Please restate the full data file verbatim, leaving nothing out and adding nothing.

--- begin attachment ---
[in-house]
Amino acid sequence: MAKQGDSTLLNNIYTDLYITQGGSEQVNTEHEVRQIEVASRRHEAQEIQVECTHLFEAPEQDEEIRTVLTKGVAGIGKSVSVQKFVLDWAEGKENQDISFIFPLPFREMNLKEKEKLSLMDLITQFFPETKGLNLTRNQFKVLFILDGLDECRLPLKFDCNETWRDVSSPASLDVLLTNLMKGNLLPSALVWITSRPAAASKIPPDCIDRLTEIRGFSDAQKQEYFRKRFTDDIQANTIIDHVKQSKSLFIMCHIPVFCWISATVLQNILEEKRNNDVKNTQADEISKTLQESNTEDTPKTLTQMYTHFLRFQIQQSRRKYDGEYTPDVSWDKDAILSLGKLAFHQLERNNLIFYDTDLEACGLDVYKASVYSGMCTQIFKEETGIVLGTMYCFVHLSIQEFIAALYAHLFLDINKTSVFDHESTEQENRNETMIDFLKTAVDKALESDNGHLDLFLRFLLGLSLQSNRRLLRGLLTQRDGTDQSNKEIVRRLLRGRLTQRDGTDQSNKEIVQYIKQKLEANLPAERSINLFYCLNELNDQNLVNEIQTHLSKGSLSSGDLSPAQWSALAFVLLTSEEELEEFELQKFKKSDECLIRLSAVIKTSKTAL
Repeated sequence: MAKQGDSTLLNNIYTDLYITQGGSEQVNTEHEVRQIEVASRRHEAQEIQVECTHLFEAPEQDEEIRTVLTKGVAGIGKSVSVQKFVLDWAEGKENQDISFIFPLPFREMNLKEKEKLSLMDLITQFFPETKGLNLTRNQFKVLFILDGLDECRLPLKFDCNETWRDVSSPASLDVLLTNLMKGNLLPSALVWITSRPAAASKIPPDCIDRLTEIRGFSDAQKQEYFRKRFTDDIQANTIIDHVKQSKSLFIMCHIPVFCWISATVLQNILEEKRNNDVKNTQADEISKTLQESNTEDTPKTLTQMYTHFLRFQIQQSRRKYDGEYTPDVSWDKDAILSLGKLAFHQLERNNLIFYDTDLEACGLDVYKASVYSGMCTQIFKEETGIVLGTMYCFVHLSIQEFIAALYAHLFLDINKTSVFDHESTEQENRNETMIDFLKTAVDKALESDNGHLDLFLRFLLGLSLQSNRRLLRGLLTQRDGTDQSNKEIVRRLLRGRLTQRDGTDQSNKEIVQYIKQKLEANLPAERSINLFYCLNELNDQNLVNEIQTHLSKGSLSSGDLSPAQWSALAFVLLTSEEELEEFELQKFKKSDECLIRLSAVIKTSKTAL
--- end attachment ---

[in-house]
Amino acid sequence: MAKQGDSTLLNNIYTDLYITQGGSEQVNTEHEVRQIEVASRRHEAQEIQVECTHLFEAPEQDEEIRTVLTKGVAGIGKSVSVQKFVLDWAEGKENQDISFIFPLPFREMNLKEKEKLSLMDLITQFFPETKGLNLTRNQFKVLFILDGLDECRLPLKFDCNETWRDVSSPASLDVLLTNLMKGNLLPSALVWITSRPAAASKIPPDCIDRLTEIRGFSDAQKQEYFRKRFTDDIQANTIIDHVKQSKSLFIMCHIPVFCWISATVLQNILEEKRNNDVKNTQADEISKTLQESNTEDTPKTLTQMYTHFLRFQIQQSRRKYDGEYTPDVSWDKDAILSLGKLAFHQLERNNLIFYDTDLEACGLDVYKASVYSGMCTQIFKEETGIVLGTMYCFVHLSIQEFIAALYAHLFLDINKTSVFDHESTEQENRNETMIDFLKTAVDKALESDNGHLDLFLRFLLGLSLQSNRRLLRGLLTQRDGTDQSNKEIVRRLLRGRLTQRDGTDQSNKEIVQYIKQKLEANLPAERSINLFYCLNELNDQNLVNEIQTHLSKGSLSSGDLSPAQWSALAFVLLTSEEELEEFELQKFKKSDECLIRLSAVIKTSKTAL
Repeated sequence: MAKQGDSTLLNNIYTDLYITQGGSEQVNTEHEVRQIEVASRRHEAQEIQVECTHLFEAPEQDEEIRTVLTKGVAGIGKSVSVQKFVLDWAEGKENQDISFIFPLPFREMNLKEKEKLSLMDLITQFFPETKGLNLTRNQFKVLFILDGLDECRLPLKFDCNETWRDVSSPASLDVLLTNLMKGNLLPSALVWITSRPAAASKIPPDCIDRLTEIRGFSDAQKQEYFRKRFTDDIQANTIIDHVKQSKSLFIMCHIPVFCWISATVLQNILEEKRNNDVKNTQADEISKTLQESNTEDTPKTLTQMYTHFLRFQIQQSRRKYDGEYTPDVSWDKDAILSLGKLAFHQLERNNLIFYDTDLEACGLDVYKASVYSGMCTQIFKEETGIVLGTMYCFVHLSIQEFIAALYAHLFLDINKTSVFDHESTEQENRNETMIDFLKTAVDKALESDNGHLDLFLRFLLGLSLQSNRRLLRGLLTQRDGTDQSNKEIVRRLLRGRLTQRDGTDQSNKEIVQYIKQKLEANLPAERSINLFYCLNELNDQNLVNEIQTHLSKGSLSSGDLSPAQWSALAFVLLTSEEELEEFELQKFKKSDECLIRLSAVIKTSKTAL